Co-parenting

Top Three Benefits of 'Intentional Co-Parenting' for Gay Men & Couples

Entering into intentional co-parenting arrangements with another adult or couple has many benefits, says Bill Delaney. Here are his top three.

I often joke that the best thing about co-parenting is that we can have both kids and a life. It's certainly easier to maintain a non-child-centric social life with scheduled child-free days, but that is the least of the benefits of sharing parenting responsibilities.

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Co-parenting

11 Steps Gay Men Should Take Before Co-Parenting With a Female Friend

Considering entering an "intentional co-parenting" arrangement with a female friend or couple? These are the steps you need to take

Intentional co-parenting is when two or more parents raise a child together without being in a romantic partnership with each other. Here are some of the steps gay men interested in pursuing this process with a female friend or couple should think about prior to pursuing this path to fatherhood.
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If you missed Bill's first trip down memory lane, check it out here.

It's been three years since my last compilation of memorable moments and quotes. Here's another round that range from 2010 up to last month. The cast of characters are my husband J.R. and our daughters Mary (currently 11) and Nora (currently 8).

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This post was originally published in November 2014. For Bill's second installment of "Sh*t My Kids Say, check out his latest post here.

For this post I've compiled some memorable family moments by mining old Facebook statuses. Our cast of characters consists of my daughter Mary, now 7, her little sister Nora, now 4, my husband J.R., and me. (See ab fab photo above)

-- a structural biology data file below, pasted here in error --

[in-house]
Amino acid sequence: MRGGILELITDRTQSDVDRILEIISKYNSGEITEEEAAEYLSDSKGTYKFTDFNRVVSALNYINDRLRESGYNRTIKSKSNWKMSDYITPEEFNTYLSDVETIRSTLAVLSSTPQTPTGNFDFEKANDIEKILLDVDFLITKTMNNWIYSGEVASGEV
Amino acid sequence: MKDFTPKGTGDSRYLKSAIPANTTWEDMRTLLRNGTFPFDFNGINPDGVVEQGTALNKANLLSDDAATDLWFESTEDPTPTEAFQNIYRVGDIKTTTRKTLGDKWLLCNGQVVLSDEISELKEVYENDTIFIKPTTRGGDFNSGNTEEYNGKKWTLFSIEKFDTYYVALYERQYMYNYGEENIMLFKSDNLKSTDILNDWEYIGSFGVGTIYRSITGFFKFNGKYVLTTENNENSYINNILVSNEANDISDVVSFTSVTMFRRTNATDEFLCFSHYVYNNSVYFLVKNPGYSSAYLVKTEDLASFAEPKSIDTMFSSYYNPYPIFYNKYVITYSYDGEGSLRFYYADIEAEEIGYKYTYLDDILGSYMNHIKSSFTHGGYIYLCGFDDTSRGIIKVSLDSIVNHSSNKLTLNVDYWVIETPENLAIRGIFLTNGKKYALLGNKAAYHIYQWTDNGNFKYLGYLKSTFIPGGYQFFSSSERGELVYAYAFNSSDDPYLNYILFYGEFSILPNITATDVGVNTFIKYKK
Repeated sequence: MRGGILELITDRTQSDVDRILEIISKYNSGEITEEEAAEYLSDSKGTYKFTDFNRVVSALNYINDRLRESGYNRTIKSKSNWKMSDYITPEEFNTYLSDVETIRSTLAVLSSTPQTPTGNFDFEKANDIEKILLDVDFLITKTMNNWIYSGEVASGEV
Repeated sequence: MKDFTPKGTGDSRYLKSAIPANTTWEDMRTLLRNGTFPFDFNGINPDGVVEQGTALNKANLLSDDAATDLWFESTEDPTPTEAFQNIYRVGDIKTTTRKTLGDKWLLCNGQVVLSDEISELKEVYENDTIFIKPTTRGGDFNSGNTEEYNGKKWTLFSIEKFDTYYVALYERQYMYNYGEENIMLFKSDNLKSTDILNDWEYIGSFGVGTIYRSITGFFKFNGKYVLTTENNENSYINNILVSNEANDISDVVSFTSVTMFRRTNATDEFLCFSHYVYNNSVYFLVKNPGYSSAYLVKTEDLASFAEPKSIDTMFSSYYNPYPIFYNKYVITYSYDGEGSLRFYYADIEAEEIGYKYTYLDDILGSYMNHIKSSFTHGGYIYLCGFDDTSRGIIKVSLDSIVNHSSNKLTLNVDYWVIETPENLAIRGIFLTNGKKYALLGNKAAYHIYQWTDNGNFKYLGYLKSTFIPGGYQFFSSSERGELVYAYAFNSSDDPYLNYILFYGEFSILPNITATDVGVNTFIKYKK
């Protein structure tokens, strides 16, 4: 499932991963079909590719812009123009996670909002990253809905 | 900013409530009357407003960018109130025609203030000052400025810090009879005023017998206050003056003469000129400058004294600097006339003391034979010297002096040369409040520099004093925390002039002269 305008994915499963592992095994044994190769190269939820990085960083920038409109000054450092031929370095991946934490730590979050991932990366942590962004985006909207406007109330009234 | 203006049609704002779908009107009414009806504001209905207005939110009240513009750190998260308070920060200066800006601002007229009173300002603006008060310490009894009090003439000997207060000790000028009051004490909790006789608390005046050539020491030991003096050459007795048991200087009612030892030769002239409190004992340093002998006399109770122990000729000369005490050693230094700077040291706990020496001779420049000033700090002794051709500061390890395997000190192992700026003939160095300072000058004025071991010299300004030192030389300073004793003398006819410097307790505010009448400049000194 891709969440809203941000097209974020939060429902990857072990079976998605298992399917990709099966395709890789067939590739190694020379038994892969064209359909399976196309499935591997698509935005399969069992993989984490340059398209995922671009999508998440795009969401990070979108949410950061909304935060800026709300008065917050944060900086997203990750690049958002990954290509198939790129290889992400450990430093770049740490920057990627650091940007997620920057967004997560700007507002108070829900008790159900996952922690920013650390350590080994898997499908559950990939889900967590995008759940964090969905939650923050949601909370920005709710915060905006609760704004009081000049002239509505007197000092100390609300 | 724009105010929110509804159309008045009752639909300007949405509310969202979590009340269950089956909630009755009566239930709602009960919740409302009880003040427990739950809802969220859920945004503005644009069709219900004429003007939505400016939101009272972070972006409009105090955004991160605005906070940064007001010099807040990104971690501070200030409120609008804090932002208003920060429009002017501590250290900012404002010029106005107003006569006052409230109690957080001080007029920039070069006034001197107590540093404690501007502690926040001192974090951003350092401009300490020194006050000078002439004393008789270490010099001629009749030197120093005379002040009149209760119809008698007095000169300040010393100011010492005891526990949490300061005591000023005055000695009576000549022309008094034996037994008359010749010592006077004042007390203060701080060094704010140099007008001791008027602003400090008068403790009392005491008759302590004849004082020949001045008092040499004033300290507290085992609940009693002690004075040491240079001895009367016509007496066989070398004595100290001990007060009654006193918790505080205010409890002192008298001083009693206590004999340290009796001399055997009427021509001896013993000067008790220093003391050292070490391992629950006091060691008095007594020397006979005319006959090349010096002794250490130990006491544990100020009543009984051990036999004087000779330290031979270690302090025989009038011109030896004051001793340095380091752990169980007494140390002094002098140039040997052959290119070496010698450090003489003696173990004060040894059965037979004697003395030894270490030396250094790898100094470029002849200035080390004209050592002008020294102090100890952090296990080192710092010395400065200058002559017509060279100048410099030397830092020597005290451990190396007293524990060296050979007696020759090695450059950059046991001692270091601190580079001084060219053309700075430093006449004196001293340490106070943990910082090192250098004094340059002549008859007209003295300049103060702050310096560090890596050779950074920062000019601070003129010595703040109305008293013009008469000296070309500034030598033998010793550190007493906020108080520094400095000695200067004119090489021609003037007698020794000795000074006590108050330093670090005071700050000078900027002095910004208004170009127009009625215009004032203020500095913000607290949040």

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Co-parenting

How Do Gay Dads Navigate Compromises in Co-Parenting Arrangements?

With up to four parents involved with childrearing in an "intentional co-parenting" arrangement, how are decisions made? Bill Delany explains how it works in his arrangement.

One of the most common questions my husband and I get as co-parents of our two daughters – we raise them with their two moms – is how our decisions are made. It's assumed that because there are four of us it must be complicated and maybe even contentious. One thing I always stress when promoting co-parenting as an option for wannabe parents is that the personalities involved are the key to success. Control freaks or their opposites, doormats, will probably not work. Important personality traits to have? Patience, a willingness to listen and an openness to compromise; you shouldn't hold grudges or offend easily.
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The interesting and unusual back-story of how 2 moms and 2 dads chose their children's names 

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This week's #GWKThenAndNow is Bill, one of our first gay dad bloggers, and his husband J.R. The two met in New York City in September 1997 when they were playing for different teams in the same gay bowling league. They flirted for a few weeks until it was time for their teams to play each other; by the end of the night they made plans for their first date two days later.

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Over the past week I’ve been told that my children are synthetic and my marriage is a plastic tomato. By now everyone has likely followed the uproar over the disparaging comments made by Dolce and Gabbana towards families of LGBTs. Citing their Catholic beliefs, Dolce and Gabbana believe that LGBT persons have sham marriages and synthetic children purchased via catalog. (The “synthetic children” line actually applies to any parent who has used assisted reproduction, regardless of sexual orientation.)

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Fatherhood, the gay way

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